With shifts going out each week, we have noticed, especially recently, many 5150s, or incidents when police are called to deal with someone who is having a mental health crisis. But where are the mental health workers?

For example, on 4-15-16 we witnessed a man in crisis who decided to call 911 to get help. Though he was suffering from mental health issues, the help he received was a firetruck, an ambulance and about six uniformed officers. Not one mental health worker.

A recent East Bay Express article discussed how police are increasingly having to act as first responders to mental health crisis. However, we are not seeing increased resources toward de-escalation techniques –instead, we are seeing more resources toward militarized approaches to policing. We are seeing federal and state funding toward further arming the police. We recently learned that BPD has secured $125,373 in grant monies toward an armored vehicle and that OPD purchased a license for social media monitoring software Geofeedia for $9,234. Yet we are not seeing the same kind of energy around mental health care, in spite of the fact that mental health-related calls are on the rise – the article states that OPD is receiving about thirty mental health-related calls each day.

Bay Area "CIT" training is a meager eight-hour voluntary training compared to the forty-hour intensive model, and is not an adequate substitute. And while Crisis Intervention Training (CIT) is an important part of police training, we have seen many instances of CIT-trained officer killings of people in crisis – most recently Luis Gongora in the San Francisco Mission.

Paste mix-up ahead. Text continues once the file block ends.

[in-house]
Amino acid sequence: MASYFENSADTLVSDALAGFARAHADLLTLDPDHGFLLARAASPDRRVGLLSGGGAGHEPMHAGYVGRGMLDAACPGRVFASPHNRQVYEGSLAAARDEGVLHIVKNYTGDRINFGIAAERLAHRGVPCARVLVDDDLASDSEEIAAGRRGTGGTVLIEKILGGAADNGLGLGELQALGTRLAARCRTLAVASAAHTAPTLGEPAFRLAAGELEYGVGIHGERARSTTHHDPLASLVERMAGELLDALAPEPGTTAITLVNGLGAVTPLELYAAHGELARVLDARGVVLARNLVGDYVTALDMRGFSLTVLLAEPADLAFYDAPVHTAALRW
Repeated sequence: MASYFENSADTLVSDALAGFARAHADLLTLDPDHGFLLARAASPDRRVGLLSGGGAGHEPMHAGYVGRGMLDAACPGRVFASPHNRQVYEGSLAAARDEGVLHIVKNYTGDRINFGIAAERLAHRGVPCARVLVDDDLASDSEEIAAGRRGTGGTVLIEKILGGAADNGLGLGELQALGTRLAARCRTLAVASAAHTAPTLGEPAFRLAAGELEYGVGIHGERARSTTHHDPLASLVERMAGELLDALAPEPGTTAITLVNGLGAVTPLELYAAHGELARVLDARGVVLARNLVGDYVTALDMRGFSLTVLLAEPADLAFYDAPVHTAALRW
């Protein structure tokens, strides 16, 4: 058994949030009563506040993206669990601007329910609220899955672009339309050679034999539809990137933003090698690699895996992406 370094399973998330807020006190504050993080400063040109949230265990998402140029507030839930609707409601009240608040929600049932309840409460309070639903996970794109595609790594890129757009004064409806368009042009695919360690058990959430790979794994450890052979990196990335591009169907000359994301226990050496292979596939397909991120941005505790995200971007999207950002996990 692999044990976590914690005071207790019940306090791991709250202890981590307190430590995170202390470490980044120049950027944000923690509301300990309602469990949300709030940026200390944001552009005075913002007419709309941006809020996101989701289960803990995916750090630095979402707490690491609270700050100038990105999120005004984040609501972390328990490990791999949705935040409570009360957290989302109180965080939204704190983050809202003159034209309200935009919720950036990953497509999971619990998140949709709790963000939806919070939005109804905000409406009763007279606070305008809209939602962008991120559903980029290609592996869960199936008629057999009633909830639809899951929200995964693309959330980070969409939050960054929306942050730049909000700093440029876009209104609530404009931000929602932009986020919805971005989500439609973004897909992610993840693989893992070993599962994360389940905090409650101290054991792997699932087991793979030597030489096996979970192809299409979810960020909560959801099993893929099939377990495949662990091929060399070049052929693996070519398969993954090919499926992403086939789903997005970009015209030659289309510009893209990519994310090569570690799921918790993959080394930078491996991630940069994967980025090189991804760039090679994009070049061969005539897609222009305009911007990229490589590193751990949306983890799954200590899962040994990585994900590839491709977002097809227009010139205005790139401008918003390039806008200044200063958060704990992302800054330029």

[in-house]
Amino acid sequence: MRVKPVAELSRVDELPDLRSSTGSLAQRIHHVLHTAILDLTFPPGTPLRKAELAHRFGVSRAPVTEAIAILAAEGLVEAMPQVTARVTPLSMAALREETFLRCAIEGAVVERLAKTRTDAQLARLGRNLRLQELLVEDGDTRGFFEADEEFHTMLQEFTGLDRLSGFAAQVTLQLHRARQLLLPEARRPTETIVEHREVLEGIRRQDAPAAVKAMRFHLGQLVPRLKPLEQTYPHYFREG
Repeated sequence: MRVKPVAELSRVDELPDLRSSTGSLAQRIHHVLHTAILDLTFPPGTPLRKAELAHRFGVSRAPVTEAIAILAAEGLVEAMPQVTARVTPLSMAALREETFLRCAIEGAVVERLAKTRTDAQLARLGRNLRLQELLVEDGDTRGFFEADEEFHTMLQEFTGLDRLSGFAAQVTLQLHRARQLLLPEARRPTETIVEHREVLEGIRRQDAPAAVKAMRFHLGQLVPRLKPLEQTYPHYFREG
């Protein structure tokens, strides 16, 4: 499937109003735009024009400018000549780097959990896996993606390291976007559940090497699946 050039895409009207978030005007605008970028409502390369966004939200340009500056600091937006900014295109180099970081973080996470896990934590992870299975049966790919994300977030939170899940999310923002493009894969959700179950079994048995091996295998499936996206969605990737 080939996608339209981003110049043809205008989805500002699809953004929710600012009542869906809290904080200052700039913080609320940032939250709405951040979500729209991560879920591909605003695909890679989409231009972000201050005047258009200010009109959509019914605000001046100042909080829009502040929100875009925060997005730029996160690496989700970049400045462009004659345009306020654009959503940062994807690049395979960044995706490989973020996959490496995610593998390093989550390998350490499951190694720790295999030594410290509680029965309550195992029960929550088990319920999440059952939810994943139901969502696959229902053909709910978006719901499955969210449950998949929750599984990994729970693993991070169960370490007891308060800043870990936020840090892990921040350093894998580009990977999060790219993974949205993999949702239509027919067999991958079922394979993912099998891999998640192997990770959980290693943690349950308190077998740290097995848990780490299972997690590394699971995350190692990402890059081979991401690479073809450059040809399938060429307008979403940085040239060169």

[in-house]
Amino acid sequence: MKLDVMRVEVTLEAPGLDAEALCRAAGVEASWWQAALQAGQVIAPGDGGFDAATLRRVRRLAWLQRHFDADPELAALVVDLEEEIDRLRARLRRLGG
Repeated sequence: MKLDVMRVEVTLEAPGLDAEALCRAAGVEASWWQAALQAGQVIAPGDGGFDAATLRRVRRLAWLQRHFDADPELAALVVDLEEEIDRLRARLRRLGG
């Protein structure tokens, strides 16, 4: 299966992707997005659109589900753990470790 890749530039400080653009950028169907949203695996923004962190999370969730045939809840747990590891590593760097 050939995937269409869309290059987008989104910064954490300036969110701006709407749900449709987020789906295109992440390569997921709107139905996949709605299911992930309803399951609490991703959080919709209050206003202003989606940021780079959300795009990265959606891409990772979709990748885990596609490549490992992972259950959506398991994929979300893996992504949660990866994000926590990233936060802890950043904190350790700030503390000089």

On Friday 4-22-16, we saw an elderly black man in handcuffs sitting in the cold in just his thin t-shirt. His coat and shirt were on the hood of the police car. The officer standing over him decided to let the man, who appeared to be homeless, go. When we inquired, the officer explained that the old man was an alcoholic and needed to “get his life together.” The officer also explained that he was CIT trained and that he knew what he was talking about. Copwatch wondered why a CIT officer would strip an elderly alcoholic man down to his t-shirt in the cold, and how this intervention was helpful or necessary at all.

This disturbing trend is a danger to people living with mental illness. The police should not be first responders to mental health crisis.

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Wishlist.

 
In order to achieve our goals this year, we need some stuff! We're looking for a new police scanner and a new computer, as well as the funds to help print materials and revamp our website. Or, if you would like to donate some money to our general fund, that would be amazing too! Berkeley Copwatch is an all volunteer organization that is supported by the community. If you have any leads, or would like to donate, please email us.
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Grassroots House
2022 Blake Street
Berkeley, CA  94704
(510) 548-0425